It is natural for bankers to shift their asset liability matching exercise more towards the household sector (they borrow short and lend long), albeit as usual, selectively, in times of economic and financial stress for the private sector. Especially in a pandemic led recessionary cycle, which is particular, to say the least. The numbers talk that overall credit allocation tanked a third the contraction of GDP. And this very credit allocation is key to maintaining the effectiveness of the monetary transmission mechanisms in the Mauritian economy.
Credit extension to the overall private sector needs to be healthy, prudent but also boosted right now. This shall likely extend the multiplier effect on the overall economy. A rapid and smooth deployment thereof supports the velocity of money in the economy, which in certain economic cycles is all thereabout.
The private sector is the real economic machine
Budgets in Mauritius tend to be an event. Wherein 99% of our people’s main question revolves around: “What’s in for me?”. This needs to evolve. Another 1% of thinkers tend to have a better understanding and so delve deeper therein as to the essence, intelligence, tact and underlying impact thereof on the actual real economy, on public finances, on our drowning currency and eventually on our nation’s competitiveness and standard of living over the short to medium term.
The executive should focus on smarter ways to increase revenues through structural reforms.
Does our private sector need continuity in the midst of an ever increasingly complex recession and globalised economy, or does it need rupture? Many times, an arguably sour pill is what is actually needed for higher sustained and much more inclusive growth.
What is the private sector’s proposed ‘budget’, founded on their recovery plans? This is what needs to be analysed and ascertained (at a granular level). The proposed budgetary measures remain merely a framework for the private sector to assess the future with a certain visibility and confidence. This is the economic force which is likely to invest productively (hopefully for some, not for all, as we have empirically noted over the past decades) and so lead a strong recovery. The private sector remains the crucial link in economic recovery.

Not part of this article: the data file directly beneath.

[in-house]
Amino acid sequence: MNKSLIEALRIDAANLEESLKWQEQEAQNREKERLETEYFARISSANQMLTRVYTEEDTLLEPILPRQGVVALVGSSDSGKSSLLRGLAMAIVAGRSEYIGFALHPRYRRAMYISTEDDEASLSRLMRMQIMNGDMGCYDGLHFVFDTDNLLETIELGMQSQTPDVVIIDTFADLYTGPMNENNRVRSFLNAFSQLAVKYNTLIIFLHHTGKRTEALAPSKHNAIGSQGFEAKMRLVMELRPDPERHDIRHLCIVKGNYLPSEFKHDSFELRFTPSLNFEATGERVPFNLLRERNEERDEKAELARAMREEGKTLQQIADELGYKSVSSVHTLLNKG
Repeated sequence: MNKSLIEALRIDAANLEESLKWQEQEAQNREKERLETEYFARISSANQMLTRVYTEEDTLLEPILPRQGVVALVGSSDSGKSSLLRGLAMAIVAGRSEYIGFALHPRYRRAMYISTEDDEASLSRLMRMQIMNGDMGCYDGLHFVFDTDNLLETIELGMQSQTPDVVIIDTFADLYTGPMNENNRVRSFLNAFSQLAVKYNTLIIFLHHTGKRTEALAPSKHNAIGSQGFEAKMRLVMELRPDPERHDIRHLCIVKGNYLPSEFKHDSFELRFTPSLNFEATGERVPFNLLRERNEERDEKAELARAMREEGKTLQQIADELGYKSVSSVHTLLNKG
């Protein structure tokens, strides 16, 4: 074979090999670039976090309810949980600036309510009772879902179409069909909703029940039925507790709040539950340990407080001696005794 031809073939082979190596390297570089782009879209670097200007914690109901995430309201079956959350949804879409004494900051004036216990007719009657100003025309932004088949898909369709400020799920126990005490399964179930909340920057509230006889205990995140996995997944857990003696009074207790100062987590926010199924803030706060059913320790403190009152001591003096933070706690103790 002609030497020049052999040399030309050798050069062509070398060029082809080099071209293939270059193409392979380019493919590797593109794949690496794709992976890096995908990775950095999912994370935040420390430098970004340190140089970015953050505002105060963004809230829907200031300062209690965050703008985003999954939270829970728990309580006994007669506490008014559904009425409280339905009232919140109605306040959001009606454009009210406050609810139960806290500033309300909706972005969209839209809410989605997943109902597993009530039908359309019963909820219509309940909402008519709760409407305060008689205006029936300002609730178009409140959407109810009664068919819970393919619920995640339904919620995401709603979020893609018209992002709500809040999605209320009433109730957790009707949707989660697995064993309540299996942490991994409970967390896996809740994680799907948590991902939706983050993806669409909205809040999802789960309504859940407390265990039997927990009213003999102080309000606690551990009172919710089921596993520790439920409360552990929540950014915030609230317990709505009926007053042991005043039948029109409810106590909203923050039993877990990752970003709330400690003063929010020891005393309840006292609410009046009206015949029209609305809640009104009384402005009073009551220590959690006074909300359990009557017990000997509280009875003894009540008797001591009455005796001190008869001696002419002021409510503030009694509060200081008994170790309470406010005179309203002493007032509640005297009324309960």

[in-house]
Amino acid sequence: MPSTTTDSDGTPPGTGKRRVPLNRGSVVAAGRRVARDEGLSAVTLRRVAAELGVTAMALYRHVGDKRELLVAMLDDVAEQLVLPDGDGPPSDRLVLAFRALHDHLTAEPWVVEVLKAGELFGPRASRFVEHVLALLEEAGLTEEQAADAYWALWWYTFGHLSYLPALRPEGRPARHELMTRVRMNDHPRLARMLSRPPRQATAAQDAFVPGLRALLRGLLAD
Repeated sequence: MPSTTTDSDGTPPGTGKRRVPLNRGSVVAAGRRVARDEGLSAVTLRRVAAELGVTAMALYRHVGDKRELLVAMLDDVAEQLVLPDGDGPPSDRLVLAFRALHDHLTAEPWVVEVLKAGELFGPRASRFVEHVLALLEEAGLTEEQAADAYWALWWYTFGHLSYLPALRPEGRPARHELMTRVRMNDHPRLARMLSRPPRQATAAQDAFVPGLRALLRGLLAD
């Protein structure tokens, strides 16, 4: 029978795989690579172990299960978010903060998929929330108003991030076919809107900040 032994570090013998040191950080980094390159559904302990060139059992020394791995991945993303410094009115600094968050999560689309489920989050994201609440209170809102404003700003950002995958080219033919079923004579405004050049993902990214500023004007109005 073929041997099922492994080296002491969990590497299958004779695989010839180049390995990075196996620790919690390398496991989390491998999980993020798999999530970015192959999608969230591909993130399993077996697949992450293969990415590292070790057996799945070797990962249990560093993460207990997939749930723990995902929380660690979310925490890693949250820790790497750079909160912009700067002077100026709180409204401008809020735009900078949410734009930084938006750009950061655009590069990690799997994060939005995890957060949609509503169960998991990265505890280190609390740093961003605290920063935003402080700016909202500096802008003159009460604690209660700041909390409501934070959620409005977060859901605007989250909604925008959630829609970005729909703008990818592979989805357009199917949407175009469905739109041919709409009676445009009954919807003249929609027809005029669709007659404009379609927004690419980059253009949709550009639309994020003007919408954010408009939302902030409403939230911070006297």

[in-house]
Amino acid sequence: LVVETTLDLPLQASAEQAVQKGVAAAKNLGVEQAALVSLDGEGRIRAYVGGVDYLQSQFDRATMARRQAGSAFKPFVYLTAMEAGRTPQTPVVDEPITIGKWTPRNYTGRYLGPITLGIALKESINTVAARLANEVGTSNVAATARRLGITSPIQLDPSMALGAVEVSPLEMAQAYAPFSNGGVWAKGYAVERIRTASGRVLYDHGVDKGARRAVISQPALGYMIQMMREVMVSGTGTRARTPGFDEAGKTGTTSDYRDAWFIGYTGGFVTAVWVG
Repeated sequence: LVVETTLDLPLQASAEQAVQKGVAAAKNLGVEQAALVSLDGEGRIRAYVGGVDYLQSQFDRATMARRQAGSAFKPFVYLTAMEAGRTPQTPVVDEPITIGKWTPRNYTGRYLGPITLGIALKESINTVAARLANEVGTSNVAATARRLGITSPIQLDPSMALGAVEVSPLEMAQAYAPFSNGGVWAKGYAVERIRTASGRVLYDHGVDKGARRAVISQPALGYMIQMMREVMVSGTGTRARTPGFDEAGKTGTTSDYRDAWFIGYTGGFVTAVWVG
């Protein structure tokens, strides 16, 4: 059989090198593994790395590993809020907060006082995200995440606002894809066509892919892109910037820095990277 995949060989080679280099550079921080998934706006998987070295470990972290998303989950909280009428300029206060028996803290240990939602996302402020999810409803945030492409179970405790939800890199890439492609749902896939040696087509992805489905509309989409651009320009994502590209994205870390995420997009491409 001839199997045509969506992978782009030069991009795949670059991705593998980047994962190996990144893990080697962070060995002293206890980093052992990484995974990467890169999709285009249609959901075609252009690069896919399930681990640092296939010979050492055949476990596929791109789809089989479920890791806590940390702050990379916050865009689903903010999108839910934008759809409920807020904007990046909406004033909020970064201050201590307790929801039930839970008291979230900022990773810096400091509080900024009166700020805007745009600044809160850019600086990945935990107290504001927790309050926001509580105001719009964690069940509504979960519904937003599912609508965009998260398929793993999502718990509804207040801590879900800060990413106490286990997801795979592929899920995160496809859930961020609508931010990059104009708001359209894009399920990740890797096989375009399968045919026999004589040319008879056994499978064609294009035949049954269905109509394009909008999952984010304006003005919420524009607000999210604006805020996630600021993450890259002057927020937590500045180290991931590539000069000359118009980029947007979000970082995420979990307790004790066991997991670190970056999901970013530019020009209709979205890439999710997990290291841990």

Stability rarely equates to strong growth
Zones of comfort do offer stability and continuity, but also, if one is not mindful, economic lethargy! It is therefore increasingly necessary to contextualize and also accentuate the importance and the shared responsibility of the private sector (and the credit support thereto) in an economic recovery. Despite a context where the economy is in a recessionary cycle, the 2021-2022 budget offers a certain continuity but also a record over-indebtedness (there’s always a price) wherein in our humble opinion, it is rather the private sector which should be overleveraging its capital structure in this record low interest rates environment and invest productively in the economy, supporting employment and inclusive wealth creation – and so private domestic consumption.
The executive should now be focusing on increased budgetary revenues and a fiscal consolidation plan. The government should hereon be focused on generating higher recurring income to avoid a socio-economic crisis in the longer term. Undisciplined fiscal spending is expensive if unsustainable but can prove to be highly contributory if productive and intelligent.
The executive should therefore focus on smarter ways to increase revenues through structural reforms while balancing social costs. It could consider privatizing certain public bodies of a non-strategic nature coupled with a more progressive and philanthropic fiscal policy over the medium to long term.
It cannot solely be the onus of a nation to over-contribute towards bailing out our government, systemically important institutions and towards socio-economic development. The more fortunate ones should do it as well, in an openly societal and philanthropic modus.
Eventually, the incremental increase in recurring revenues should naturally imply a smarter reallocation of the country’s meagre resources. Fiscal policies, through better management of public finances, help improve the standard of living of the people, not the other way around.
In conclusion, a budgetary process is a movement of public policy. The real economic machine, let us not forget, rightly so, in any economic and political system, remains the private sector. More than ever, the private sector must be the engine of a strong, inclusive and sustainable economic recovery. This revival is not entirely and solely the responsibility of those elected to govern altruistically!
The current crisis offers us an invaluable opportunity for self-assessment, innovation and disruption. And therefore, each private sector participant (large or small) must be able to optimize the budgetary measures proposed to stimulate this much needed economic recovery in an environment founded on capitalist ideologies, supported by responsible socio-economic budgetary policies.
“If you can’t fly, then run,
If you can’t run, then walk,
If you can’t walk, then crawl,
But whatever you do,
You have to keep moving forward…”
Martin Luther King